Open Your Bible
Jeremiah 29:4-7, Matthew 20:25-28, Matthew 22:34-40, Matthew 25:31-46, John 13:1-17, 1 John 3:16-18
By Alex Florez
The spiritual discipline of service, or putting the needs of others ahead of my own, does not come naturally to me. In fact, my tendency is to place myself upon the throne of my own heart and prioritize my own needs and desires above all else. Yet, Jesus clearly tells us to beware of this impulse and act differently. He tells us that loving God above all things and caring for those around us are the two divine directives upon which all holy living depends (Matthew 22:36–40).
In 2015, I became an elementary school teacher. Daily, I am given the opportunity to actively serve others, namely, my students. But I cannot love the people around me as God commands if I spend my energy on trying to advance my own interests. Instead, service is a means of turning to Him daily—seeking His strength, patience, and peace—if I hope to serve my students well. In this discipline, God is actively training me to become more dependent on Him and less enamored with myself.
My current position is not something I consider to be a temporary situation that I just need to “get through” on my way to something less difficult and more rewarding, or less costly to my ego and more beneficial to my sense of accomplishment. Rather, He has instructed us to “build houses” and to “plant gardens” in our current spheres of influence (Jeremiah 29:4–7). If that is indeed the case, I must begin each day pleading God’s mercy, submitting to His will, beckoning the Holy Spirit to empower me to serve others first, and then putting these things into practice. When Jesus says, “Whoever wants to be great among you must be your servant” (Matthew 20:26), He’s addressing my heart’s most preeminent idol: myself.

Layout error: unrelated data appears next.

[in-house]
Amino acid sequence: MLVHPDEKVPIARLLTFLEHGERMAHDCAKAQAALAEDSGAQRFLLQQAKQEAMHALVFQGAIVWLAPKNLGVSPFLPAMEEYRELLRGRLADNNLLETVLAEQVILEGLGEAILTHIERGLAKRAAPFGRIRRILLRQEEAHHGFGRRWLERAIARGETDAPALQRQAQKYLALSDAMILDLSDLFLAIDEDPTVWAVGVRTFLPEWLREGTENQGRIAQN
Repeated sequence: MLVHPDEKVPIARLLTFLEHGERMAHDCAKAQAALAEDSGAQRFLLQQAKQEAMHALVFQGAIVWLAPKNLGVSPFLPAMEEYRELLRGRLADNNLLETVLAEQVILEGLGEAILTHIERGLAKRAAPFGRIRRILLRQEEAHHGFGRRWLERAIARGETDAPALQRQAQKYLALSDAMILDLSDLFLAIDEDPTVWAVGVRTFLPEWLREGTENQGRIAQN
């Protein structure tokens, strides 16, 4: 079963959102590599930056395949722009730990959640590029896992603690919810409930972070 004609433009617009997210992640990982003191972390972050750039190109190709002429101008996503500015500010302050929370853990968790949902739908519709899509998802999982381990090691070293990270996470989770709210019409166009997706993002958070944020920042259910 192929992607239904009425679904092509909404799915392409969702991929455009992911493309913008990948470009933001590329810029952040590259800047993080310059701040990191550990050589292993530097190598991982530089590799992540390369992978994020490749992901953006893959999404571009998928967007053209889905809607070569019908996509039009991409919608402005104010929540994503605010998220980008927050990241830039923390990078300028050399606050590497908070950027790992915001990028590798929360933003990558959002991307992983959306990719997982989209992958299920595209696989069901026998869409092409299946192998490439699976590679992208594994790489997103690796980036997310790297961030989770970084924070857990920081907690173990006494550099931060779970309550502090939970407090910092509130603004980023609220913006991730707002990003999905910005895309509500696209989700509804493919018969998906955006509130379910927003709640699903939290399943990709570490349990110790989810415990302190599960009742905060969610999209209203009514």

If we subscribe to the world’s definition of greatness—some combination of influence, authority, wealth, and recognition from others—Jesus would have us reconsider what we value. These assets are by no means wrong in and of themselves, but when achieving them becomes our chief motivation, we lose sight of a foundational ethic in God’s kingdom: putting ourselves aside in favor of our neighbor (Mark 12:30–31).
For my part, any success I have in the service of my students, or anyone else for that matter, is not because of who I am or what I’ve done. It’s an act of living out who He is and what He’s doing right now, in and around me. It’s the daily practice of demonstrating my dependence on Him by assuming the role of servant instead of dedicating myself to the pursuit of my own glory.
Written by Alex Florez